PhotoNot long ago, a pizza was about the best you could hope for if you were home and hungry and didn't feel like cooking or venturing out, unless you lived in New York or other cities where bicycle messengers would rush take-out to your door.

But now, meal delivery is becoming the newest niche to be fought over by the likes of Uber and Amazon. Uber is developing a standalone app for its UberEats program, which will soon begin full-scale meal delivery in 10 U.S. cities, the Wall Street Journal reports today.

Uber has been doing a lunch-only test in a limited number of cities. Many others have tried and failed to run a profitable meal delivery service but Uber thinks its sofware prowess and network of 1 million drivers gives it an unbeatable advantage.

And then there's Amazon, which already dominates the market for just about everything you can think of. It announced today that Prime Now customers in Chicago can now order from local restaurants including Balena, Big Bowl, Big StarChicago q, M Burger, RPM Italian, Wildfire, and many more.

Prime Now already provides one- and two-hour delivery from Amazon and grocery delivery from several local markets.

Using the Prime Now mobile app, Chicago customers can view participating restaurants, browse menus, place orders, track the status of their delivery, and watch as the driver travels from the restaurant to the delivery address in real time, the company said, promising delivery in an hour of less.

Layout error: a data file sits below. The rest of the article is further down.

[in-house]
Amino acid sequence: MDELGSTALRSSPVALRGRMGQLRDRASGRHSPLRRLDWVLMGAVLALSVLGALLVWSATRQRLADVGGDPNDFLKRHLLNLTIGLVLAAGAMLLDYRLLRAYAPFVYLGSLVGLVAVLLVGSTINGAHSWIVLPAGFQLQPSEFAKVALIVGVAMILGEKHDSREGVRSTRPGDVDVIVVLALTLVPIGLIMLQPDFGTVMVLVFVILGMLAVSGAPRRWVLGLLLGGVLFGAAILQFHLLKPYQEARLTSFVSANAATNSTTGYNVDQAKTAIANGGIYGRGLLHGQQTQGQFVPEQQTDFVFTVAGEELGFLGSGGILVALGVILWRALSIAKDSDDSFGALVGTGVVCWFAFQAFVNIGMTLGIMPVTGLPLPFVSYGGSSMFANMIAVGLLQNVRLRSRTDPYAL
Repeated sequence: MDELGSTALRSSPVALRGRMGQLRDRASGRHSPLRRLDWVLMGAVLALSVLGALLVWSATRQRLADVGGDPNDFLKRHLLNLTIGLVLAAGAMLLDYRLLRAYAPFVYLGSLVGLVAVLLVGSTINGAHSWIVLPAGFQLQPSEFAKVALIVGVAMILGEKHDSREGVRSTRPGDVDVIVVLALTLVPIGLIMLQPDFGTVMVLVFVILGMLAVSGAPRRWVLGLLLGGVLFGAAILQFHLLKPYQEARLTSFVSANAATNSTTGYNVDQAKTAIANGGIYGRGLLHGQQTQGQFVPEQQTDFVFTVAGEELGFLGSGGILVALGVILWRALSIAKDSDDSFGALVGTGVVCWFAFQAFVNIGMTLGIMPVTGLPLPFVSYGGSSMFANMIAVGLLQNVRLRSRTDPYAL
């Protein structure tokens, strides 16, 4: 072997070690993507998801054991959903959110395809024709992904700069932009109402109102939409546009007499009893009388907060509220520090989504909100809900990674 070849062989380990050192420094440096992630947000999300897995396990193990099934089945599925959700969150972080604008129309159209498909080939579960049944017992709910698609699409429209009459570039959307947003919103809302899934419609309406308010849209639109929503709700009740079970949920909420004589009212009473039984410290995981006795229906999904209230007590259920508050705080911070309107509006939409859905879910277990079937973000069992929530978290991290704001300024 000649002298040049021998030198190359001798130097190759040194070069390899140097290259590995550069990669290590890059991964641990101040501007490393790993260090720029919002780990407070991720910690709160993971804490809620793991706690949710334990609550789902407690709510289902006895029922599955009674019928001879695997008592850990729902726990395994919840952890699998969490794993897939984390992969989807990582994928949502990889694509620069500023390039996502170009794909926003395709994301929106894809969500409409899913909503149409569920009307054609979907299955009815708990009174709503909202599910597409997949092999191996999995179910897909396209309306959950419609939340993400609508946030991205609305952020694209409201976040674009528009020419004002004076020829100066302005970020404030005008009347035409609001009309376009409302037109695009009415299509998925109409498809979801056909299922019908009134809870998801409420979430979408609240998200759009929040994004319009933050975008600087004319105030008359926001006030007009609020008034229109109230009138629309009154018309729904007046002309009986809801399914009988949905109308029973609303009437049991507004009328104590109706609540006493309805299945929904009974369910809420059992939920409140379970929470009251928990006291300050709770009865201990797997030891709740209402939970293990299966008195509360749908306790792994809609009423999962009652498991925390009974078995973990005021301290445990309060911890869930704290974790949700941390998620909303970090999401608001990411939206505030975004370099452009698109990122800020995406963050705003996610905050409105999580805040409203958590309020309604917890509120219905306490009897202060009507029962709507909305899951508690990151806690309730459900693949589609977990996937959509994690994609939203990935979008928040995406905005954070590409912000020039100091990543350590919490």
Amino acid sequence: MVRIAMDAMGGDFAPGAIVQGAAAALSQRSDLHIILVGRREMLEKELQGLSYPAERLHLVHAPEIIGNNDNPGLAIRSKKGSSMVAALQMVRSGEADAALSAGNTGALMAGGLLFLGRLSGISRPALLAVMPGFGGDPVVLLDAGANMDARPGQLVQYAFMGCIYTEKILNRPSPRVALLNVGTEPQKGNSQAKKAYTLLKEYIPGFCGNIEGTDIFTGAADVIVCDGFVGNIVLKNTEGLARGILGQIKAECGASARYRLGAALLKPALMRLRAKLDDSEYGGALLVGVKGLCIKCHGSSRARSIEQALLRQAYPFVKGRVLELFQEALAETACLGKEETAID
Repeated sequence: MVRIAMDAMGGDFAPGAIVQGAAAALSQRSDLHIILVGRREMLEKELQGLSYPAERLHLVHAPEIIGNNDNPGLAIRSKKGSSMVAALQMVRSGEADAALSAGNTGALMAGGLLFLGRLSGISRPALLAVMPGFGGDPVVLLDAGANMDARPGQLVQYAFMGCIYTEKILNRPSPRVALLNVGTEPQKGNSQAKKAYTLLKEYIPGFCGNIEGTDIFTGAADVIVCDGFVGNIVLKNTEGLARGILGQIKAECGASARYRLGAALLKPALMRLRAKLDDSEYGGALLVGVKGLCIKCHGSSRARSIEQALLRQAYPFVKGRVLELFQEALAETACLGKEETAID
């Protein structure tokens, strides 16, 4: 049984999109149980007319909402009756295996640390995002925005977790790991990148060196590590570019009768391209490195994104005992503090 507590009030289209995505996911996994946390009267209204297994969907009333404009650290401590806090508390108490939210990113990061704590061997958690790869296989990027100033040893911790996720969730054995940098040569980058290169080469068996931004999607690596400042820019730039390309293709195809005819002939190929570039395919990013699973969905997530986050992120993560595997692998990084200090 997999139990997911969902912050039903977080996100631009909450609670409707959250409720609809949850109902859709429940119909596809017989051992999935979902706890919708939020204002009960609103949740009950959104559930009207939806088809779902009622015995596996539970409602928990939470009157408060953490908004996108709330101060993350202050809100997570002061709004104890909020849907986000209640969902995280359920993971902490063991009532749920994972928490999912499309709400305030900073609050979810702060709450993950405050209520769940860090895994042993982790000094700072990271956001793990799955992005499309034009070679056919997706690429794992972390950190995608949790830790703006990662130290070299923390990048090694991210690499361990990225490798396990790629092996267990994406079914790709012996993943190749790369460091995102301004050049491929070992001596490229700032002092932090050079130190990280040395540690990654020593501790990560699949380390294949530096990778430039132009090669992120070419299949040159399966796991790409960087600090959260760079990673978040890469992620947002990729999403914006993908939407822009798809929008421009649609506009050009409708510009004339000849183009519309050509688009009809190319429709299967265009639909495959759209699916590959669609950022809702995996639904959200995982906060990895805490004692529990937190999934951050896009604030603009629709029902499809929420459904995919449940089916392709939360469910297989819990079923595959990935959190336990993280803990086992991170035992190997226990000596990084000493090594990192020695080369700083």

“Chicago is home to just about every kind of cuisine you could want,” said Gus Lopez, general manager, Amazon Restaurants. “We’re excited to offer Amazon Prime customers a quick and convenient way to enjoy some of the city’s best restaurants without having to fight traffic or brave the cold.”

More than drivers

While both Uber and Amazon have a lot of tires on the street, in one way or another, restaurant delivery is a little different. While Uber mostly drives people around, Amazon mostly drops boxes on doorsteps.

Delivering meals is a little more demanding. The food has to be picked up from the restaurant and the driver must get out and take it to the customer's door. It sounds simple but there could be bumps along the way.

While Amazon's service is initially limited to Chicago, Uber has 10 cities on its rollout list -- New York, Chicago, Los Angeles, San Francisco, Atlanta, Houston, Seattle, Dallas, Washington, D.C., and Austin, Texas, according to the Journal.


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